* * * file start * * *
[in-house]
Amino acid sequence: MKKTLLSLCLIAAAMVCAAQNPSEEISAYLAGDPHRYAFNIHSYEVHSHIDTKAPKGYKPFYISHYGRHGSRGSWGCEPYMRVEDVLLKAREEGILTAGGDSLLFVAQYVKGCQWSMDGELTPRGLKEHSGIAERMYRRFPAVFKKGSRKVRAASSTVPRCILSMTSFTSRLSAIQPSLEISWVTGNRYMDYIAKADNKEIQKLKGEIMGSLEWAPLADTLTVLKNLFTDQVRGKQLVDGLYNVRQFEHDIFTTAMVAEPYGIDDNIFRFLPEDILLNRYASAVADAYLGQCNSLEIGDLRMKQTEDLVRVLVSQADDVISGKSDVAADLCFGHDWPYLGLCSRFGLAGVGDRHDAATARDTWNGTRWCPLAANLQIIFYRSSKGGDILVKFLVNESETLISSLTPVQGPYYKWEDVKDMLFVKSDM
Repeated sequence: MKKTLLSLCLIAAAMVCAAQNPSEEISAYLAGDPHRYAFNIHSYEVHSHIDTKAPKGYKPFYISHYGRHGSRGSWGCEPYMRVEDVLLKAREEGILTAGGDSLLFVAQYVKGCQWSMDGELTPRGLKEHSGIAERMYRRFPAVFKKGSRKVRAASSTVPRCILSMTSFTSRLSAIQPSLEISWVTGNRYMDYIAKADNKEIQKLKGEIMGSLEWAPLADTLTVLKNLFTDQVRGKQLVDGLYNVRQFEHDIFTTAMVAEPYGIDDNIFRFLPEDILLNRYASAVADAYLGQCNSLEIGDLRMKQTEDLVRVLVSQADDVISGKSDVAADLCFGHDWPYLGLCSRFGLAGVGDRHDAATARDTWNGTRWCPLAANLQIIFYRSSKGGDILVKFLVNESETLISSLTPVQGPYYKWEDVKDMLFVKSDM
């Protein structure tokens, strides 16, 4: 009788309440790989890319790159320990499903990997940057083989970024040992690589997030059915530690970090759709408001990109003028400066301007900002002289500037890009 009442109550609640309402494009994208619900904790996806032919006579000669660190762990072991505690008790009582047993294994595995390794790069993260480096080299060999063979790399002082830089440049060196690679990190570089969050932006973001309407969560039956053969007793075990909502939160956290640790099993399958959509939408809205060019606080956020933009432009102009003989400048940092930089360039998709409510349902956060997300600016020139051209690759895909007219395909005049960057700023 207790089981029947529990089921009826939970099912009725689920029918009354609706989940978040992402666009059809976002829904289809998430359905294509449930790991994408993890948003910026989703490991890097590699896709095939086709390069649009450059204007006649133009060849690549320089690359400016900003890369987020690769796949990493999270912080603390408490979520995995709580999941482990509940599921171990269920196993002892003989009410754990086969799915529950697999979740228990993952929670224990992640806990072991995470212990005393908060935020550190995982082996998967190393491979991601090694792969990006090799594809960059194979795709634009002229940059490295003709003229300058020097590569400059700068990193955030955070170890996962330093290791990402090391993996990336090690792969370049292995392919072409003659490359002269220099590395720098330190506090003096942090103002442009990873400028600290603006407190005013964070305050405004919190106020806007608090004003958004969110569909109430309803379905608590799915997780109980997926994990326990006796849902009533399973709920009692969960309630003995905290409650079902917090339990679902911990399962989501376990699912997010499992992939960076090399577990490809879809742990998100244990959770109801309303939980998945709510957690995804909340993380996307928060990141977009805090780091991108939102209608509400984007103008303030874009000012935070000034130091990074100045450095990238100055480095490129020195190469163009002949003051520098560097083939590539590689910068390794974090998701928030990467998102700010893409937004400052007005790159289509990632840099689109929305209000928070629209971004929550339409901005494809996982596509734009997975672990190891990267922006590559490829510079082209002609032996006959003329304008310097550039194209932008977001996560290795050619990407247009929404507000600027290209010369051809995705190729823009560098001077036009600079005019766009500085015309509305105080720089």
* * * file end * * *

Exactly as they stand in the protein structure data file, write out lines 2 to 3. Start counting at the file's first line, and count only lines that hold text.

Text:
Amino acid sequence: MKKTLLSLCLIAAAMVCAAQNPSEEISAYLAGDPHRYAFNIHSYEVHSHIDTKAPKGYKPFYISHYGRHGSRGSWGCEPYMRVEDVLLKAREEGILTAGGDSLLFVAQYVKGCQWSMDGELTPRGLKEHSGIAERMYRRFPAVFKKGSRKVRAASSTVPRCILSMTSFTSRLSAIQPSLEISWVTGNRYMDYIAKADNKEIQKLKGEIMGSLEWAPLADTLTVLKNLFTDQVRGKQLVDGLYNVRQFEHDIFTTAMVAEPYGIDDNIFRFLPEDILLNRYASAVADAYLGQCNSLEIGDLRMKQTEDLVRVLVSQADDVISGKSDVAADLCFGHDWPYLGLCSRFGLAGVGDRHDAATARDTWNGTRWCPLAANLQIIFYRSSKGGDILVKFLVNESETLISSLTPVQGPYYKWEDVKDMLFVKSDM
Repeated sequence: MKKTLLSLCLIAAAMVCAAQNPSEEISAYLAGDPHRYAFNIHSYEVHSHIDTKAPKGYKPFYISHYGRHGSRGSWGCEPYMRVEDVLLKAREEGILTAGGDSLLFVAQYVKGCQWSMDGELTPRGLKEHSGIAERMYRRFPAVFKKGSRKVRAASSTVPRCILSMTSFTSRLSAIQPSLEISWVTGNRYMDYIAKADNKEIQKLKGEIMGSLEWAPLADTLTVLKNLFTDQVRGKQLVDGLYNVRQFEHDIFTTAMVAEPYGIDDNIFRFLPEDILLNRYASAVADAYLGQCNSLEIGDLRMKQTEDLVRVLVSQADDVISGKSDVAADLCFGHDWPYLGLCSRFGLAGVGDRHDAATARDTWNGTRWCPLAANLQIIFYRSSKGGDILVKFLVNESETLISSLTPVQGPYYKWEDVKDMLFVKSDM